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  • Article
  • Open Access

A possible effect of an intermediate depth intraslab earthquake on seismic cycles of interplate earthquakes at a subduction zone

Earth, Planets and Space201456:BF03352516

  • Received: 3 December 2003
  • Accepted: 20 May 2004
  • Published:


The effect of static stress perturbations due to an intermediate depth intraslab earthquake on seismic cycles of large interplate earthquakes at a subduction zone is examined through a numerical simulation using a laboratory-derived friction law. The frictional stress on a plate interface in a two-dimensional uniform elastic half-space model is assumed to obey a rate- and state-dependent friction law, and the plate interface is loaded by a steady plate motion, resulting in recurrence of large interplate earthquakes in the model. Static stress perturbations on the plate interface due to an intermediate depth intraslab earthquake with reverse fault type is introduced to the model. This model is set up so as to simulate seismic cycles at the Miyagi-Oki subduction zone, northeastern Honshu, Japan, where a large interplate earthquake is expected to occur and an intraslab earthquake of M = 7.1 took place in May, 2003. The simulation result indicates that the static stress changes due to the intraslab earthquake promote slip just below the interplate seismogenic zone, accelerating aseismic sliding there. This aseismic sliding generates stress concentration at the bottom of the seismogenic zone, often advancing the occurrence time of the next interplate earthquake. The shear-stress increases at aseismic slip regions with velocity-strengthening frictional property cannot be held and then aseismic sliding should take place to relax the increased stress. The present simulation result suggests that the promotion of aseismic sliding around the source area is important for evaluating the triggering effects of earthquakes. The conventional Coulomb failure stress approaches to the evaluation of the effect of static stress changes on seismic activity may be insufficient when static stress changes influence aseismic slip rates.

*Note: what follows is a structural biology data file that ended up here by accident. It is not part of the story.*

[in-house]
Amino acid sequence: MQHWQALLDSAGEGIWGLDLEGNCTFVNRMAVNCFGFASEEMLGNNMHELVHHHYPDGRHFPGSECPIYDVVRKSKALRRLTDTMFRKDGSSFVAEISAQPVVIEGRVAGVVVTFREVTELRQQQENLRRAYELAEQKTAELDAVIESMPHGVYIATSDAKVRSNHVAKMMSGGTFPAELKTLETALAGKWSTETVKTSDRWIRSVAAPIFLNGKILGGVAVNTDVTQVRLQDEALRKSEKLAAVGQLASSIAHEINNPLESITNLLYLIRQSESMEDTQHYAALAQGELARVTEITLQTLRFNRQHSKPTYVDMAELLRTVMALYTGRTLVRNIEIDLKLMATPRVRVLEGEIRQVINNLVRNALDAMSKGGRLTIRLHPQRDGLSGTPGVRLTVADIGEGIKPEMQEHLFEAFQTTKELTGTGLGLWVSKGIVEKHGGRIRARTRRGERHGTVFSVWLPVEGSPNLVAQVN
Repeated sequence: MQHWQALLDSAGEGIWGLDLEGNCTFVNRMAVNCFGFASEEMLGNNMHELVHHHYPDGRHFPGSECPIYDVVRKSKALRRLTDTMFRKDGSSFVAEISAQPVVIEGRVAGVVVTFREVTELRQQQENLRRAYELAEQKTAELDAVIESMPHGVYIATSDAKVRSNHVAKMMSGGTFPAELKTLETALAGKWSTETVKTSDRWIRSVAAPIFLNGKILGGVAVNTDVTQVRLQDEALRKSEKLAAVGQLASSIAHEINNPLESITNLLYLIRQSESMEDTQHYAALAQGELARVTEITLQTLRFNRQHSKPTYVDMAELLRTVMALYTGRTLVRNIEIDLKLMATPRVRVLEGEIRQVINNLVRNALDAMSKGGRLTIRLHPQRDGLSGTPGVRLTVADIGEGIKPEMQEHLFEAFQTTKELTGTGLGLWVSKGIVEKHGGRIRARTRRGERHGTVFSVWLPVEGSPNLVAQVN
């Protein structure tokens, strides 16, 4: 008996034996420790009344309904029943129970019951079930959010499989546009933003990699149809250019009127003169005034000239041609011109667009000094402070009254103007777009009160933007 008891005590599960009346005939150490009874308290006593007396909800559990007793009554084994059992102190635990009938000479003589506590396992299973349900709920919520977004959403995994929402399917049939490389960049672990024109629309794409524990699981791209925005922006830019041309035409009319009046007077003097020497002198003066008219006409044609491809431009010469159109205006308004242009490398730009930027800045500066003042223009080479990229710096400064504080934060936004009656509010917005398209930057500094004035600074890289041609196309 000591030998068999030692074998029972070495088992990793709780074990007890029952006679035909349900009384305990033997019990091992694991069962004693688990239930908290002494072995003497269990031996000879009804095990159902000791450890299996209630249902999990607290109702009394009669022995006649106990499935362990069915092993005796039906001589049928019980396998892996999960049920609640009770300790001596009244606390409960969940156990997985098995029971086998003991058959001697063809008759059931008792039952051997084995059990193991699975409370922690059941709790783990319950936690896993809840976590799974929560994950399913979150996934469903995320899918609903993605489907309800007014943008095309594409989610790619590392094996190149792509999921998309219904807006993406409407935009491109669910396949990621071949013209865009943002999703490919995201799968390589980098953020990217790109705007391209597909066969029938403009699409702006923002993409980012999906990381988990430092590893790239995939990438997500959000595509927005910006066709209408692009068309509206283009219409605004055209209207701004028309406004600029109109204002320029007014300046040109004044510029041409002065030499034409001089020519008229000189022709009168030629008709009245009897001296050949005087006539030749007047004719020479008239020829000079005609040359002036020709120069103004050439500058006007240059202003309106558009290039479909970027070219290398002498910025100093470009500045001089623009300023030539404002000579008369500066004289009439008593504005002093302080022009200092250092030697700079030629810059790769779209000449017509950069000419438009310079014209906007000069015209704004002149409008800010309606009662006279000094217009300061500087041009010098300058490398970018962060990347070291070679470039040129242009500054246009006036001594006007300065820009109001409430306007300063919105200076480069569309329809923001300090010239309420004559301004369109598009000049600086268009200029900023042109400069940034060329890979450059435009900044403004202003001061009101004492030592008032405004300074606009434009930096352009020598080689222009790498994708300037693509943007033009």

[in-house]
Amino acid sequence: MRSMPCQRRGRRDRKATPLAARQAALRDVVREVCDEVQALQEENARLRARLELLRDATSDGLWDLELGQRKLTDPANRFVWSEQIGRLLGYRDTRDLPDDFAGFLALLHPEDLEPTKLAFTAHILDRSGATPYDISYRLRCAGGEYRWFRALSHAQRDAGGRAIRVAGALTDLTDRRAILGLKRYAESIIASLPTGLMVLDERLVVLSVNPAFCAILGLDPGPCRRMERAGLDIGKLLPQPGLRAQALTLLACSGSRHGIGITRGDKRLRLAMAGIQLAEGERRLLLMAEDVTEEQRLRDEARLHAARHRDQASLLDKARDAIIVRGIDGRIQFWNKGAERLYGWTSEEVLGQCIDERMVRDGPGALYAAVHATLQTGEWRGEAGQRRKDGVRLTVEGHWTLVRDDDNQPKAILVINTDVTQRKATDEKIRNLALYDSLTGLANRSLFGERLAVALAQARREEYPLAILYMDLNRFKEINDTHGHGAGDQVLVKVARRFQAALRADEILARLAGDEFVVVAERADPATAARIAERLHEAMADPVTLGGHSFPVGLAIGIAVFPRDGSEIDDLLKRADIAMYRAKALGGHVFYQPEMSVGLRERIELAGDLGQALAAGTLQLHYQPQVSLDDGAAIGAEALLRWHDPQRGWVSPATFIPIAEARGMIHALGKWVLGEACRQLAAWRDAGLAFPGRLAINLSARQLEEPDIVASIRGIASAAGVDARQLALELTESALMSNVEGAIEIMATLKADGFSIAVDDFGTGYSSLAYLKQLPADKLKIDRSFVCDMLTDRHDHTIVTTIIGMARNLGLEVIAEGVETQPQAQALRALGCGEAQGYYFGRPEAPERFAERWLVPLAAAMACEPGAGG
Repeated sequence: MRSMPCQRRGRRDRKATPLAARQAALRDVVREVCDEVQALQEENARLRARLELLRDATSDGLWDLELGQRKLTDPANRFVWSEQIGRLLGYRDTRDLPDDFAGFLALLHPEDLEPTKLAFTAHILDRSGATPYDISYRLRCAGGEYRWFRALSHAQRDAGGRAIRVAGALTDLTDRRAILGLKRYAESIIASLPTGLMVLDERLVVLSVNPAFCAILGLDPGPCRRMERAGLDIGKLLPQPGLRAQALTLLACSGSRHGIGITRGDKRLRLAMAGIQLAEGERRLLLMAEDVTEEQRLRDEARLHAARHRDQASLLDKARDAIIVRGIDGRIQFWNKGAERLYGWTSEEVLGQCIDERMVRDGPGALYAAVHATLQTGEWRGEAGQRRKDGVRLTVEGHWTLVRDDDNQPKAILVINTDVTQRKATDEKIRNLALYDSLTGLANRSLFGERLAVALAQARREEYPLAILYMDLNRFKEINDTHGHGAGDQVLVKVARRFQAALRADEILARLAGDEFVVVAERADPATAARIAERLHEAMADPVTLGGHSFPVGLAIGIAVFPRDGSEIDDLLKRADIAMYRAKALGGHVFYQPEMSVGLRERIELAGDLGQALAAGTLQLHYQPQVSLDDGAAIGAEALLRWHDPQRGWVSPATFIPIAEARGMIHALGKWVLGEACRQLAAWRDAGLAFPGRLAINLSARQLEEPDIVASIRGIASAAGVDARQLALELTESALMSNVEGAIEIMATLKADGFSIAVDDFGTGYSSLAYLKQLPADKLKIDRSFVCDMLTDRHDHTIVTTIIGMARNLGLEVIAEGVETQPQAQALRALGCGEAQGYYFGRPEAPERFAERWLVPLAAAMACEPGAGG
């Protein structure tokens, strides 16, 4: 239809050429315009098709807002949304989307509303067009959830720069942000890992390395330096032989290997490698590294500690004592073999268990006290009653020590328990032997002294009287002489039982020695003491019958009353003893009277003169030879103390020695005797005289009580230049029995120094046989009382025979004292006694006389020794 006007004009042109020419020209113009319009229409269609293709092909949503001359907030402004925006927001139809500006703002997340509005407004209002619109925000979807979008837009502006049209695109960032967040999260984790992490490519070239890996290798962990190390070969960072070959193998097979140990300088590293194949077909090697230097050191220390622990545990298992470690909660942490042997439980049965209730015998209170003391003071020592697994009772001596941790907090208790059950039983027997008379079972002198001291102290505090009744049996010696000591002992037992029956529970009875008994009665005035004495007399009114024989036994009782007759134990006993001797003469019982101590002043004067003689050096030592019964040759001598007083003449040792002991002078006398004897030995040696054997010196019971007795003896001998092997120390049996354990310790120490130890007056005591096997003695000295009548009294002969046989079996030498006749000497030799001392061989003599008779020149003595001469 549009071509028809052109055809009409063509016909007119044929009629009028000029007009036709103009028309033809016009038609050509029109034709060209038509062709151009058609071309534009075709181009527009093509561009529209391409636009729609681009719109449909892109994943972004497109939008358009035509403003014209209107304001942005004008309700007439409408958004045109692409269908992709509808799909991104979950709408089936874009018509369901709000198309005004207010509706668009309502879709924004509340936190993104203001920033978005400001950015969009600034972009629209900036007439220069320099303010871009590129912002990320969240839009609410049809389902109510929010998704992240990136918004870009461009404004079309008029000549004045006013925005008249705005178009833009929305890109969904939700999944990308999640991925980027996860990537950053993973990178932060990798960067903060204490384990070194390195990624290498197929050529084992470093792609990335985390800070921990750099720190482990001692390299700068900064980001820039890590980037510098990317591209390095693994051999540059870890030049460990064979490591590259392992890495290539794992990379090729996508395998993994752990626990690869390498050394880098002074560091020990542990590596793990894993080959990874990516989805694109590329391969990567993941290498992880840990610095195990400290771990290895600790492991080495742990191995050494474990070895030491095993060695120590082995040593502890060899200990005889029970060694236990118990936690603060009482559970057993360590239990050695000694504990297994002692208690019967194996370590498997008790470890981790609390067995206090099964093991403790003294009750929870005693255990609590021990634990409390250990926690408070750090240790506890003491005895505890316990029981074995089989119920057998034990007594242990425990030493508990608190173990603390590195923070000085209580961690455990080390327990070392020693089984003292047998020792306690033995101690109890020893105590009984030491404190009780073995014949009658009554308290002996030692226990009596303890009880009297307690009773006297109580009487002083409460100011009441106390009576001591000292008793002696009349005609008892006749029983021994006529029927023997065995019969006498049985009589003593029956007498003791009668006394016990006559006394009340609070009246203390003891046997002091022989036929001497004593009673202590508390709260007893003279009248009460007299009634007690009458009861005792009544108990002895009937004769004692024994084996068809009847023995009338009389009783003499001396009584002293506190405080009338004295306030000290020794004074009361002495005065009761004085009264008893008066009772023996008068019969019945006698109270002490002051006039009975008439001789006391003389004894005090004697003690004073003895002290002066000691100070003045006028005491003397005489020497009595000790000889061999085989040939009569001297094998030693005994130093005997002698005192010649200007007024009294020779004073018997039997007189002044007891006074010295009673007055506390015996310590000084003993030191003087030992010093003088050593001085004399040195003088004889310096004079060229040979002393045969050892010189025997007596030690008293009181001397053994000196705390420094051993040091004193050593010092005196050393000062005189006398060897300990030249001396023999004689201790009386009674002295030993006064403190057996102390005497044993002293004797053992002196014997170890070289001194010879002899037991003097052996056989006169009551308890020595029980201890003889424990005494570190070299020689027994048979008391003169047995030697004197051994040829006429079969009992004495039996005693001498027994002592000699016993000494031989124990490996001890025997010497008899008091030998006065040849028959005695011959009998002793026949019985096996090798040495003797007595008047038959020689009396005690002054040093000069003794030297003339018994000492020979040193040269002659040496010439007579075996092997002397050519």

Key words

  • Simulation
  • friction
  • seismic cycle
  • earthquake triggering
  • aseismic slip